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Who says you need to move to an ashram in India to learn how to meditate? Oprah Winfrey and Deepak Chopra are offering a quick and easy way to adopt this ancient practice that promises to improve relationships, psychological and physical health, sleep quality, and mood starting right now.

The media mogul and New Age guru have teamed up to kick off a 21-Day Meditation Challenge, complete with emails that will guide you through a 16.5-minute daily meditation, keep you inspired, encourage you to write in an online journal, and help you pick up other life lessons when you register for the free online program.

We already know what you're thinking: How on earth are you going to stop the Twitter newsfeed of thoughts running through your head for 16.5 minutes a day? The answer is you don't.

"What many people don't realize is that the goal isn't to shut off the mind but rather to listen or observe and not be attached to answering it," says Roberta Lee, M.D., author of The SuperStress Solution and vice chairwoman of the department of Integrative Medicine at Beth Israel Medical Center. "This allows you to reflect from a sense of calm rather than react from a sense of fight or flight."

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The beauty of this practice-beyond the perks mentioned above-is that it can seriously help put things into perspective. "You're relating to the world in a much more controlled way," Dr. Lee explains. "You're able to see the flexibility of a situation, as opposed to immediately and reflexively going into survival mode, which makes us less tolerant."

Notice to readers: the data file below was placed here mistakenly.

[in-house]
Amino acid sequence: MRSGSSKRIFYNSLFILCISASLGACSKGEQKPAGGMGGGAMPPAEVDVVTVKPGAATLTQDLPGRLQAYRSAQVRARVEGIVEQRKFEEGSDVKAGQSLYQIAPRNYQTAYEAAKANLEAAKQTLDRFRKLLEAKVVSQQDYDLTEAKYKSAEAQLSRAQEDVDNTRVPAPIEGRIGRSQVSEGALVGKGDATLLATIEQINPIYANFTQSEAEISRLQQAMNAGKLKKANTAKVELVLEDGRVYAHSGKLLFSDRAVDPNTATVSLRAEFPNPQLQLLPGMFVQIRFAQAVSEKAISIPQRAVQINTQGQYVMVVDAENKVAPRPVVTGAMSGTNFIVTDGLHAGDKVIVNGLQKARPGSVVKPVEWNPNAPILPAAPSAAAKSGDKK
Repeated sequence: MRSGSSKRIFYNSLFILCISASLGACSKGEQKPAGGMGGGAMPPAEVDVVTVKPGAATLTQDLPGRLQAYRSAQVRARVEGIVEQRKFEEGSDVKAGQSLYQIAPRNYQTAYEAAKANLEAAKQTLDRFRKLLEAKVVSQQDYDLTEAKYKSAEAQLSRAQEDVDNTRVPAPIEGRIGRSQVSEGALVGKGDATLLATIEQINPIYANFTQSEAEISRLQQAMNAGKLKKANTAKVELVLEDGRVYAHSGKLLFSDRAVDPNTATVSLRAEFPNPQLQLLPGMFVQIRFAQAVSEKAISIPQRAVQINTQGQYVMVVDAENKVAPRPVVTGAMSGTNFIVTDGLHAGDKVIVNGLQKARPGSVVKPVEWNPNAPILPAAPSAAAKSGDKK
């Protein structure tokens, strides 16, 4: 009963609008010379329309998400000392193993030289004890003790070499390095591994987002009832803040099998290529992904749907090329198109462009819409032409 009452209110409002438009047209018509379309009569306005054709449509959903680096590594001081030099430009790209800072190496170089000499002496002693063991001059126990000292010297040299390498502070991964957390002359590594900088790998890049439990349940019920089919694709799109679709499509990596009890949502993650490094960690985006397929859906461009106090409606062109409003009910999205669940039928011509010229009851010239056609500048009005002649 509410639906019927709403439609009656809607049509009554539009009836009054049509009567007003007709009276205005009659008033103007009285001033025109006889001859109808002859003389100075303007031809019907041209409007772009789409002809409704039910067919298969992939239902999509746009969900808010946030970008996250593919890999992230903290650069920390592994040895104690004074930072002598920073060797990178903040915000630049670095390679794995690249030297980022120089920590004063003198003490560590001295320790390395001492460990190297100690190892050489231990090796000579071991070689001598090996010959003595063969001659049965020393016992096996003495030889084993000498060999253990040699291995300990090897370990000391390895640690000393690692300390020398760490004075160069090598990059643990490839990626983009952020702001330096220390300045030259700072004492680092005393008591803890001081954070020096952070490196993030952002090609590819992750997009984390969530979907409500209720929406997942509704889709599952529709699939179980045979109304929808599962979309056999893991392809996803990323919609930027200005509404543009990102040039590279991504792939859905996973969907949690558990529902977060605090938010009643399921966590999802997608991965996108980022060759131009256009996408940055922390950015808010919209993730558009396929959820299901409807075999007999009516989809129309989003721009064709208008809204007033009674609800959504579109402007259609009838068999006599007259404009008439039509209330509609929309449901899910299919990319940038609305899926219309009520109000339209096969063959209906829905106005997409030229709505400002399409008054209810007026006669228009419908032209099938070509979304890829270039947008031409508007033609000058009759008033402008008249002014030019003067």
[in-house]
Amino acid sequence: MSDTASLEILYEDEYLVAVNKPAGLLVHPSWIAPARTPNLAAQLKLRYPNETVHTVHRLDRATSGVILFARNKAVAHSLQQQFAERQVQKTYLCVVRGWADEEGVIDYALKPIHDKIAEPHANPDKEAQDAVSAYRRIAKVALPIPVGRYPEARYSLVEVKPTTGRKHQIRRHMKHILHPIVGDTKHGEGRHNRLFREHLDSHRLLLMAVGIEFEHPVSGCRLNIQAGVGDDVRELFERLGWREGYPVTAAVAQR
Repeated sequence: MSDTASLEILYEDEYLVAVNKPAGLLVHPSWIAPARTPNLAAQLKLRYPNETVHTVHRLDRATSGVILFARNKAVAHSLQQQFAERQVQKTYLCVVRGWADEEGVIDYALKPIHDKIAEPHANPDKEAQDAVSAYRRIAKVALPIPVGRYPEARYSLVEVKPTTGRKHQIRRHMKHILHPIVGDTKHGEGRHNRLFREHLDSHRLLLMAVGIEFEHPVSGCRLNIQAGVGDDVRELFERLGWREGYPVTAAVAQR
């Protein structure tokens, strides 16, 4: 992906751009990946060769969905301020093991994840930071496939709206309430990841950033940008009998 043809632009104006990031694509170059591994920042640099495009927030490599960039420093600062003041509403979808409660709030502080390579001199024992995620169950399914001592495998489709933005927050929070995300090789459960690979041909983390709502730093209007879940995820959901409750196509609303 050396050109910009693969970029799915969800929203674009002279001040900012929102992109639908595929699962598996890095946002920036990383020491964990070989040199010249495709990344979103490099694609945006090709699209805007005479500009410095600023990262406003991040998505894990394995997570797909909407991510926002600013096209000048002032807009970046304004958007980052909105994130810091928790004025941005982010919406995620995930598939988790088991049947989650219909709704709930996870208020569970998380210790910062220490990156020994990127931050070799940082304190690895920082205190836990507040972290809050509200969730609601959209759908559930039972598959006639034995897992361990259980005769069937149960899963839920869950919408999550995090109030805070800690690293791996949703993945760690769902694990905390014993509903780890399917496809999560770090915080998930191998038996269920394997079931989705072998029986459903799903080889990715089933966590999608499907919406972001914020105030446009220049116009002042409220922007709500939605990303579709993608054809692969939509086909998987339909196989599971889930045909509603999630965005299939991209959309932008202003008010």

Other benefits of mindfulness meditation include increased productivity, creativity, efficiency, energy, and self-esteem, she adds.

Whether you plan follow along with Oprah and Deepak or continue to work on your own private practice, here are three mind-clearing ways to help you find a little zen in your busy day.

1. Become a human pedometer: Having trouble sitting still? Try meditating while walking or running, suggests Michelle Barge, a yoga and meditation teacher based in New York City. "Count each step and see if you can get to 1,000 without losing track," she says. If your mind starts to wander (a good thing!), no biggie, just start over. Focusing on the number lets thoughts ebb and flow effortlessly, which helps your brain achieve restful alertness.

2. Make lunch your biggest meal:"Poor digestion is a big culprit when it comes to a dull mind," says Heather Hartnett, a spokesperson for the David Lynch Foundation in Manhattan. The eight-year-old nonprofit founded by the famous "Twin Peaks" director teaches transcendental meditation to all walks of life worldwide, including troubled students, veterans, homeless, and prisoners. "Eat your main meal at noon when digestion is most effective," Hartnett says. New research from Brigham and Women's Hospital confirms it: Dieters who ate the bulk of their daily calories after 3 p.m. felt sluggish for the remainder of the 20-week study.

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3. Find bliss in daily chores:Dread washing dishes? Turn small, annoying, unavoidable household tasks into an instant time-out from your day, where you can tap into your inner peace and quietness and thankfulness, Barge says. While you rinse off each dish, consider how grateful you are for the food you just ate, the family (or friends) you just shared the meal with, the home you live in. Need help getting in the zone? Light a special meditation candle (a calming sent like lavender is great) while you clean. The ritual of the familiar scent will help put you in that blissful mindset.